NASA isn't hearing tough questions yet
By JOE WARMINGTON
February 5, 2003 – Toronto Sun Print Edition, Columns Section
"Space travel is a very dangerous business."
Thanks for that insight. All weekend, silly quotes like that from NASA officials kept coming. How about, "we are a family and we are getting assistance with our grief."
In other words, go easy on the tough questions.
How's this for a tough question: Does the fact that space travel is dangerous mean people should not be held accountable for errors?
Is that unfair to ask right now? I don't think so when you consider the quotes that have been coming out of NASA.
They are ready to move forward now, even before the investigation is completed.
"We owe it to them to fly again," is one of my favourites.
I am sure the seven dead astronauts appreciate that. Just a hunch but we probably owe them an explanation of why they were killed first. And maybe new re-entry technology should come first.
"This is a dangerous business" just doesn't cut it.
Another great quote was something about "funding being cut from Washington." Sure. It's no one's fault. Well, actually, they insinuate, it's President George W. Bush's and Congress' fault.
It's amazing how quickly that so-called "family" wants to gloss over all of this and get back to work. You hear talk of tourism and jobs and how the economy will be affected.
Heaven forbid we take a few minutes for the dead while those who benefit worry about the potential shutting down of their wild-spending bureaucracy, which is funded with $15 billion of taxpayers money annually.
And let's not forget the failed $3-billion mission here which resulted in a number of children losing parents. This is a fact. But the dead astronauts "would have wanted" the program to continue.
It's hard to know what they may have wanted now. Just a thought. Can't speak for them but maybe they'd want authorities to make sure it's safer next time. But, again, it's difficult to talk to the dead.
At least they have some comfort in this.
"We'll treat their remains with the utmost of respect and dignity." That's a beauty quote, eh? Glad to hear it. These are people who plummeted in a speeding rocket 200,000 feet to their deaths and some guy is talking about dignity and respect.
Am I the only who sees the spin mode here? Please, tell me.
You know on Saturday, about an hour after the Columbia disaster occurred, I was having a coffee at The Roastery with veteran columnist Bob MacDonald and within two seconds we came up with the scenario of the damaged wing that everybody is talking about now.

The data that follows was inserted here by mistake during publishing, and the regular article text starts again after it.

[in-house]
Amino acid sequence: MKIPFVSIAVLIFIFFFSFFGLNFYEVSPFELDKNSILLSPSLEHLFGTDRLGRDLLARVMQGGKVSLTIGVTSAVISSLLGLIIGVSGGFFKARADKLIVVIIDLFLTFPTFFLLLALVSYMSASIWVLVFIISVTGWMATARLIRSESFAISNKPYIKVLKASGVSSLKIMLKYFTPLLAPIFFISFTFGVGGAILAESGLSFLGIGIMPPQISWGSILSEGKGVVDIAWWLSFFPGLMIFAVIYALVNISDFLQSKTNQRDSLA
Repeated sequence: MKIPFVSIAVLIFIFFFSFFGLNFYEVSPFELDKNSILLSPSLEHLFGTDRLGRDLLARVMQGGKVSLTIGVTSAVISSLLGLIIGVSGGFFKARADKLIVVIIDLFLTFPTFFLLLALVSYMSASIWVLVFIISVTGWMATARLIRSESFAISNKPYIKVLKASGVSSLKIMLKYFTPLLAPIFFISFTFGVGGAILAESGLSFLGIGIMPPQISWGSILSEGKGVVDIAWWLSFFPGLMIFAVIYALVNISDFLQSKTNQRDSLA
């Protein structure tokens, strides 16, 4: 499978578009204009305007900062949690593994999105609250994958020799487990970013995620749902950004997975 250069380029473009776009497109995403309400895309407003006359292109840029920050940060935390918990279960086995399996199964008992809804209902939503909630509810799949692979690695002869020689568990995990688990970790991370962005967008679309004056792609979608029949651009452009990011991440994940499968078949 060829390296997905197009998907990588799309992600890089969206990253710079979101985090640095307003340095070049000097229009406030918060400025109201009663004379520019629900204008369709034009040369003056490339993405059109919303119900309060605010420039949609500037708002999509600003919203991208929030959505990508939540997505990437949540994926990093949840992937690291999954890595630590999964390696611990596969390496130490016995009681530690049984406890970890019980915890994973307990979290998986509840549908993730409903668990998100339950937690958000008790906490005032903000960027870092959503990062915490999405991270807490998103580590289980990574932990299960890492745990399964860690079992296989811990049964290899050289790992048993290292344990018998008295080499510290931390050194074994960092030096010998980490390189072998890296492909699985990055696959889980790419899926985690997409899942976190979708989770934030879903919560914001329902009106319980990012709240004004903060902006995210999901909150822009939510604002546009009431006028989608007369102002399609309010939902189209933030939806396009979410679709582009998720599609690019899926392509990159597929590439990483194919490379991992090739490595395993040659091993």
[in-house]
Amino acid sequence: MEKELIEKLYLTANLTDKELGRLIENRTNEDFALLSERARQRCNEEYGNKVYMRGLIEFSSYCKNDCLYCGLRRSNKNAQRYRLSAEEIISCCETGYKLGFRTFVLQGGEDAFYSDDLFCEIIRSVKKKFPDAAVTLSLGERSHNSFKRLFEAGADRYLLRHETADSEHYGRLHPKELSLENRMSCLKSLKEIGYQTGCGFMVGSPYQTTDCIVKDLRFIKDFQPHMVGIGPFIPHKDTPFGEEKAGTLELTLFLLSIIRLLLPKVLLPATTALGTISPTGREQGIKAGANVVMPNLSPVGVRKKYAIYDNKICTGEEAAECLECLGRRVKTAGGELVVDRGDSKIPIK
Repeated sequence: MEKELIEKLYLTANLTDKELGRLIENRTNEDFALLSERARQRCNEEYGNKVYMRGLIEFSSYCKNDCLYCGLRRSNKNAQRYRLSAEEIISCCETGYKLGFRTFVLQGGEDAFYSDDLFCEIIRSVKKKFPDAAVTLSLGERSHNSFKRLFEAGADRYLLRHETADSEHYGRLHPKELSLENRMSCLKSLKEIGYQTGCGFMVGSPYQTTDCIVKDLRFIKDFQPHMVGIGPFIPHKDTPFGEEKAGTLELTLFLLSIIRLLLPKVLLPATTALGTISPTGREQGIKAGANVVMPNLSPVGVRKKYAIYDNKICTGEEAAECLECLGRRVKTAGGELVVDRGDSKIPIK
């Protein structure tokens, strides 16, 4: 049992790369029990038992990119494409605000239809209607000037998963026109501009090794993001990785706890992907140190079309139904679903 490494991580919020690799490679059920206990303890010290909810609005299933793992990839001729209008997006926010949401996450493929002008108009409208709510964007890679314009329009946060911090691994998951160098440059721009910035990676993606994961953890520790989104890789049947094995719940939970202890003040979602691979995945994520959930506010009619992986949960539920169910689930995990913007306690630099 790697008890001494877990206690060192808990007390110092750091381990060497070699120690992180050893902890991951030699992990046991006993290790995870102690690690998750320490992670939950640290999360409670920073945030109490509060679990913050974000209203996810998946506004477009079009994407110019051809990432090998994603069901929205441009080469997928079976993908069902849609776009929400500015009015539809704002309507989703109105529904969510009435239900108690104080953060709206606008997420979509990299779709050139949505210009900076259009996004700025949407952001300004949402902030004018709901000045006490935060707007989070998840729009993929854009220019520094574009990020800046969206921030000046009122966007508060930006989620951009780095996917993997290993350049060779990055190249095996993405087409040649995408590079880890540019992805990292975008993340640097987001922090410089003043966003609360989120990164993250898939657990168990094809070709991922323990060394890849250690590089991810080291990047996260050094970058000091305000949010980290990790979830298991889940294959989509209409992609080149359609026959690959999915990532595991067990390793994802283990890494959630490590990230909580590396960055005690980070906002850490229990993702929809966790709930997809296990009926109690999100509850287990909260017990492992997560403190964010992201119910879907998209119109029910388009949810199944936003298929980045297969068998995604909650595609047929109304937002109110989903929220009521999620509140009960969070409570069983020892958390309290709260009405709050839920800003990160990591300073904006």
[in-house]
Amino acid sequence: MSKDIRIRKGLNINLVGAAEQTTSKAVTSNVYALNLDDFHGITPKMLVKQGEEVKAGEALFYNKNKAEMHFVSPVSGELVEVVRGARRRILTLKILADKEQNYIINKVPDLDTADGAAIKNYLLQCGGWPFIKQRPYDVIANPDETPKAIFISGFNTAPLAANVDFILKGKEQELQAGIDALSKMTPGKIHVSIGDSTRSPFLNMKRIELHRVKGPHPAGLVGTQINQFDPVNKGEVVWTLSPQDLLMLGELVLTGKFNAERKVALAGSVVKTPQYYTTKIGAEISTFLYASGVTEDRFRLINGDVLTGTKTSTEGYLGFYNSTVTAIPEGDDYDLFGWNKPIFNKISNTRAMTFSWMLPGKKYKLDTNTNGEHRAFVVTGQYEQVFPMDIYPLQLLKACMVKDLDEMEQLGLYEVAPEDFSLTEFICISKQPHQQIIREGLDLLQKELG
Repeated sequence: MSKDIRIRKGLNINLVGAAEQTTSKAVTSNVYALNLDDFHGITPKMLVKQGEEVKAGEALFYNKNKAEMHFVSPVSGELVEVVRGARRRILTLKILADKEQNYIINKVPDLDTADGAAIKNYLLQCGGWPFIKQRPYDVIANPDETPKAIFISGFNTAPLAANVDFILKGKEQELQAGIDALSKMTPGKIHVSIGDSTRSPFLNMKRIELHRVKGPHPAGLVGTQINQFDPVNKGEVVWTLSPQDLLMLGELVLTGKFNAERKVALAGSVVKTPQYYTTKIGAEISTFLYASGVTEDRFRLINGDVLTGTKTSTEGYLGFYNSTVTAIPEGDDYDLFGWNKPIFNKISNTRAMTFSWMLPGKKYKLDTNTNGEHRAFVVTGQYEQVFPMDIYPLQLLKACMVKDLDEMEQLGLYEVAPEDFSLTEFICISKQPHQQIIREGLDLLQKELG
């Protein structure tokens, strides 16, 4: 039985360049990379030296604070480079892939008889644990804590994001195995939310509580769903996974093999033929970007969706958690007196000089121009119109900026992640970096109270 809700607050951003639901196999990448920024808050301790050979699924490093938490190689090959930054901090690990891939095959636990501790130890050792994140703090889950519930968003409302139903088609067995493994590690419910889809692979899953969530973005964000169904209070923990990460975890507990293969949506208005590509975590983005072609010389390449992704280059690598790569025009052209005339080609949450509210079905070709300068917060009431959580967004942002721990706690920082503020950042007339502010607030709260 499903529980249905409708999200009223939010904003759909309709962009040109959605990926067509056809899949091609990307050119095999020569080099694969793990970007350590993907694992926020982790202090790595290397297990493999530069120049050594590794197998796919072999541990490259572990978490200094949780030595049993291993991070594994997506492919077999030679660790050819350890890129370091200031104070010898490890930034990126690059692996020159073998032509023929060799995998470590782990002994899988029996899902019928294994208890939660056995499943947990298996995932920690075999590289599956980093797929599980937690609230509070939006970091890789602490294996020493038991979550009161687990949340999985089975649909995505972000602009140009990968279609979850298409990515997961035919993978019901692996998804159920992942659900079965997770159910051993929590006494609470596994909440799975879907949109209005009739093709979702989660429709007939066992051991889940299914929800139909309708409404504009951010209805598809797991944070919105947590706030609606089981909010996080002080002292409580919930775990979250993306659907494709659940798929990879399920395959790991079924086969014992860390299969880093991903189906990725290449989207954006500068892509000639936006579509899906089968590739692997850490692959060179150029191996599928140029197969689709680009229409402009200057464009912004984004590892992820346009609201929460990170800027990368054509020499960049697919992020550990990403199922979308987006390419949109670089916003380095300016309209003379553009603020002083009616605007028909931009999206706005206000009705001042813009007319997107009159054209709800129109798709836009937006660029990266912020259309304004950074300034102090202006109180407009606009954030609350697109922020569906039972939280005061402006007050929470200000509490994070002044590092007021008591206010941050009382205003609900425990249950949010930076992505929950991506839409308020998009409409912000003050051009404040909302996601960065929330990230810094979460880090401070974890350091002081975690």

Two hockey guys came up with this. The question then, as it is a few days later, was why didn't NASA properly address this issue and come up with a plan? Isn't it a fair question? This isn't a video game, after all. Lives were at stake. Oh, the bureaucratic machine, has a quote for that too.
"We didn't see it having an impact on re-entry."
Not even a bit? Well, were you right? As soon as that quote came across on CNN my phone rings. "Now, I am no expert in flight," says my sister Dana, "but whether you are a robin or the space shuttle, isn't damage to a wing always problematic?"
"Even if we would have determined that there was damage, there was nothing that could be done to repair those tiles," says NASA.
This is information they might have wanted to tell the astronauts before they went up there. Wonder if they knew their support on the ground would throw up the white towel like that?
I thought this was supposed to be "the brightest and the best?" Heck, I saw Tom Hanks in Apollo 13, the movie, and how real-life astronauts Jim Lovell, Fred Haise and Jack Swigert, as well as flight director Gene Krantz, worked overtime to ensure they made it home in April 1970.
Tom Hanks probably won't be buying the movie rights to this one. Not too many visible heroes so far. It may be shown that these astronauts didn't get a chance to be. And this "there's nothing we could do" approach is just not in the spirit of the space program we grew up with.
What happened to the right stuff?
You have to admit, despite the sorrow, there seems to be an awful lot of questions. I mean this did happen. It sounds more like they are laying out a foundation of excuses.
If they missed this problem, and the cause was the debris from the fuel tank, perhaps a better quote would be "we screwed up and to the families of those killed, we're sorry."
That would be forgivable. Mistakes do happen, after all. Even deadly ones.
Just three years ago in Quebec, eight children died in a mini-van accident and even though they weren't wearing seatbelts the mom driving was not charged on compassionate grounds that she'd been through enough.
That may very well happen here too. Maybe no charges are necessary. But no matter how it's spun, it seems unbelievable that in all of those brains no one understood the impact on the aluminum shuttle at 3,000C without the help of heat-resistant tiles.
Should they have seen this coming? The question must be asked.
By the way, Toronto psychic Anthony Carr saw it in his Jan. 1 predictions by writing "giant, comet-like object streaks through the heavens; bright enough to be seen during daylight hours." Originally he thought it was a UFO but "now I know what I saw."
He wasn't the only one. Toronto's own Nikki, Psychic to the Stars, wrote Jan. 1 "there will be a space tragedy around an American space mission."
Both expressed sadness that they were right.
If it shakes out that the damage at blastoff is what caused this whole mess, one thing will be clear. NASA's got some problems in how they operate the shuttle program. You won't have to be a rocket scientist to see that.
And you can quote me.
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